The Paris climate agreement asks countries to hold the Earth’s temperature to “well below 2°C” and to strive for no more than 1.5°C of warming. It does not explain to the rest of the world what those numbers mean for them.
In the years since the 2015 agreement, a consortium of NGOs has worked to help companies figure out just what their contribution should be. The Science-Based Targets Initiative uses scientific research to translate hard-to-understand global benchmarks into industry- and company-specific targets.
To date, more than 630 companies from 43 countries have signed on. The group is responsible for about 1% of overall climate pollution. If they meet these goals, the companies will cut emissions by almost 30% by 2030—or about half of Spain’s pollution, according to BloombergNEF.
Further reducing corporate emissions (and expanding the SBTI roster to include the financial sector) will be a hot topic during Climate Week in New York later this month.
The scientific consensus about what’s needed to control planetary warming has shifted over the past few years. The UN’s Intergovernmental Panel on Climate Change last fall issued an influential report suggesting that humanity must cut emissions even below the Paris targets. Namely, nations need to halve them by 2030 and zero them out by 2050.
“We see companies really responding to the IPCC report and seeing the need to increase their ambition,” said Cynthia Cummis, head of private-sector climate work at World Resources Institute, one of the research groups behind SBTI.
Nestle vowed to zero out its greenhouse-gas impact by 2050, in line with a high-profile “Business Ambition for 1.5°C” pledge that will be featured during Climate Week.
More than two dozen companies in July announced that they’d increased their ambition to match the 1.5°C challenge, including Enel, Iberdrola, Novozymes and Royal DSM. Others, including AstraZeneca, Hewlett Packard Enterprise, Levi Strauss & Co and Unilever, already had 1.5°C commitments.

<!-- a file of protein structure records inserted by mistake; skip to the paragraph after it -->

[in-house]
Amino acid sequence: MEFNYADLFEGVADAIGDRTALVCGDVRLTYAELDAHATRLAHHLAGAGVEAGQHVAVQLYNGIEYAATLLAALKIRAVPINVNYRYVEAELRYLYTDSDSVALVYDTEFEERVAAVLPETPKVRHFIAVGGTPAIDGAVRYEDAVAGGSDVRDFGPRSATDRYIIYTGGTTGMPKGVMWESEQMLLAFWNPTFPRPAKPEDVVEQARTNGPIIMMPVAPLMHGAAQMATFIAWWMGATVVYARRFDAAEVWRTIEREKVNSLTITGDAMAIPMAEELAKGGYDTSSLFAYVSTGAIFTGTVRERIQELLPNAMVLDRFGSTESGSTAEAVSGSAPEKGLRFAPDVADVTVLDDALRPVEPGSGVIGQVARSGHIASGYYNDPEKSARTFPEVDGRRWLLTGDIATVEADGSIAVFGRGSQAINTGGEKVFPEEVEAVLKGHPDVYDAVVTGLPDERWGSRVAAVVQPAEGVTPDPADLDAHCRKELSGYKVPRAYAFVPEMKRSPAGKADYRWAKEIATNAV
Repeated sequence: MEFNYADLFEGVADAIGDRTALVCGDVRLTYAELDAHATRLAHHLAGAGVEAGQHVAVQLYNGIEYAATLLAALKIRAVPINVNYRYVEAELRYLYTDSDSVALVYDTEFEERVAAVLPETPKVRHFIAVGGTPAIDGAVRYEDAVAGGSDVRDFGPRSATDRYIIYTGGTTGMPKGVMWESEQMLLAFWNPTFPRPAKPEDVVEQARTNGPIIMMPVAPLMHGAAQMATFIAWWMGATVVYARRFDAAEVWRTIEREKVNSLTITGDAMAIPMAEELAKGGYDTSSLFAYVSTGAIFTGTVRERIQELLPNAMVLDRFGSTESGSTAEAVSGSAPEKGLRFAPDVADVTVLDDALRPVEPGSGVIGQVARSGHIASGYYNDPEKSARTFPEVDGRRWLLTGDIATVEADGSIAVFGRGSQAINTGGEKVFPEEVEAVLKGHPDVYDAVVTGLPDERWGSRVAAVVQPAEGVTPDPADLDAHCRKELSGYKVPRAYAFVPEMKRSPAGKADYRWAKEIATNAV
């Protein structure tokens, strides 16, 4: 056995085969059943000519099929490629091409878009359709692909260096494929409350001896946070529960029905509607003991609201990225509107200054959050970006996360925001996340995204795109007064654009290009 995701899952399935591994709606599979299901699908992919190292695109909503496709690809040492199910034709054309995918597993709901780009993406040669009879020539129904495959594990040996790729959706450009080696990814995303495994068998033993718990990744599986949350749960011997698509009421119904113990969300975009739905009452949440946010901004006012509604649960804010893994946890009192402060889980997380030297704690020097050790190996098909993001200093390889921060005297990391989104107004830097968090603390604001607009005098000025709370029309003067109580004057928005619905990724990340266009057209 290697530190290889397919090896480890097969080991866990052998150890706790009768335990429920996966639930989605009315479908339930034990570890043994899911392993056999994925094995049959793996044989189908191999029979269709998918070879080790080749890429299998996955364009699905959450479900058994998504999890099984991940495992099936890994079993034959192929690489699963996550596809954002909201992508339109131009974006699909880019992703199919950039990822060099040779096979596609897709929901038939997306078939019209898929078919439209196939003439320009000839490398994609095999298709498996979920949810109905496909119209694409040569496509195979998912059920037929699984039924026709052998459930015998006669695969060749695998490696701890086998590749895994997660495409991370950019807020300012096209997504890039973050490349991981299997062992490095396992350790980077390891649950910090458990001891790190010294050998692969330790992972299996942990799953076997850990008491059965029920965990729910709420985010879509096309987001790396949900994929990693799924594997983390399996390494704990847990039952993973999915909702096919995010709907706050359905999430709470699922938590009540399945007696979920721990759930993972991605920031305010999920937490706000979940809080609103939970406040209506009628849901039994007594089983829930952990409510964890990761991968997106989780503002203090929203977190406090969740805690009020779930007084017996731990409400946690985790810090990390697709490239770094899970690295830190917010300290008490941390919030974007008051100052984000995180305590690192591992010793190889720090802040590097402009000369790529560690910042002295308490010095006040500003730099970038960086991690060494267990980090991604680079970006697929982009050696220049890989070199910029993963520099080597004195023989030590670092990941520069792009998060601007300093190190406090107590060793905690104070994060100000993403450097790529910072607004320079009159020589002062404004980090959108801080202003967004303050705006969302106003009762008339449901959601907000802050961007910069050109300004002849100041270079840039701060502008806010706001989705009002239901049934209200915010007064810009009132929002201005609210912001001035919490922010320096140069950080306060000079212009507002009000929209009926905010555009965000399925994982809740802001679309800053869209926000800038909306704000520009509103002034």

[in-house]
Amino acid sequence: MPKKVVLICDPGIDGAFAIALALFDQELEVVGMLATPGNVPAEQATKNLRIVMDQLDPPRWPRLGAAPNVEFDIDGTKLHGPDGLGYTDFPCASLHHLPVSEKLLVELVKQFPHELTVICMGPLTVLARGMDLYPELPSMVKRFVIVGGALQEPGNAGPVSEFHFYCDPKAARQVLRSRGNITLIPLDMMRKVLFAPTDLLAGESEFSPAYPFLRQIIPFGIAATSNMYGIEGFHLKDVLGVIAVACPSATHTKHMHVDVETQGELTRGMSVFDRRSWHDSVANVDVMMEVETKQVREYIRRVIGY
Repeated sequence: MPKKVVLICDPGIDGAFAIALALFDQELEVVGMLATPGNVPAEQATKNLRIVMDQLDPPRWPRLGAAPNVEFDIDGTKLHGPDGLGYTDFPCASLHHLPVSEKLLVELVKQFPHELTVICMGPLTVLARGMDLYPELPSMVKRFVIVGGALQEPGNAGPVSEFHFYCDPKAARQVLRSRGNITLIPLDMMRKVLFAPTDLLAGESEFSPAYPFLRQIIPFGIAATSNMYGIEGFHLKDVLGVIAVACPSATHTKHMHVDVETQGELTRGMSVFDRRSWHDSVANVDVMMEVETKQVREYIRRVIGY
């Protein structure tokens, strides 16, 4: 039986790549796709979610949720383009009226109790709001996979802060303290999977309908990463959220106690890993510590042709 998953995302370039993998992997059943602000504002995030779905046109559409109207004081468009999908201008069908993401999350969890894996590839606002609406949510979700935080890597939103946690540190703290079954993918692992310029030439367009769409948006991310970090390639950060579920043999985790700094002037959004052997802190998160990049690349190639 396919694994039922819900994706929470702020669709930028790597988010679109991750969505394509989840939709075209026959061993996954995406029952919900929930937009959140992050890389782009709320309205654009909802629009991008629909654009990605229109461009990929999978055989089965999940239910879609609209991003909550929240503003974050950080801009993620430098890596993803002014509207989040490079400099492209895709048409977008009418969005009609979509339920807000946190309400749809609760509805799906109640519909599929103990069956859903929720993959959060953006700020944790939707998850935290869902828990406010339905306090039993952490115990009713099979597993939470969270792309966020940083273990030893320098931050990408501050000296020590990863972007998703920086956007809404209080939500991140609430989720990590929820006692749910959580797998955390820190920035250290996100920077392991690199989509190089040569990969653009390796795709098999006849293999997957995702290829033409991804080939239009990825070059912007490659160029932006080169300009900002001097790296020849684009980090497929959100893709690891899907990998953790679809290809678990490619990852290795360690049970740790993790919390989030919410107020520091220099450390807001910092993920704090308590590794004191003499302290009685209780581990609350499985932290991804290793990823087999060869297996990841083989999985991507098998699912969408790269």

Companies that “had already set targets, to some extent, were some of the easier ones to convince,” said Bruno Sarda, president of CDP North America, one of the research groups behind the SBTI.
Setting science-based targets requires lots of data, time, judgment and internal political capital on the part of corporate sustainability officers, who often lead initiatives. Of the 634 companies who have committed to such goals, about 235 now have SBTI-approved plans. The SBTI receives funding from member-company fees, along with the Ikea Foundation, UPS Foundation and the We Mean Business Coalition.
Some companies have had difficulty figuring out how to cut what may be the largest contribution to their emissions tally: their supply chains and consumers. Counting and controlling emissions related to materials before they get to a factory and after consumers drive them home (called “scope 3” in the jargon) has been a source of rich discussion.
“For many organisations that are on the fence for setting a target, that’s the place where they get hung up,” Sarda said.
The SBTI is not perfect, according to Katrina White and Kyle Harrison of BloombergNEF, who on Tuesday published a research note on the evolution of corporate climate goals. “The overall methodology remains convoluted,” they wrote. However, the initiative is more credible than arbitrary corporate emissions-cutting goals.
© 2019 Bloomberg L.P.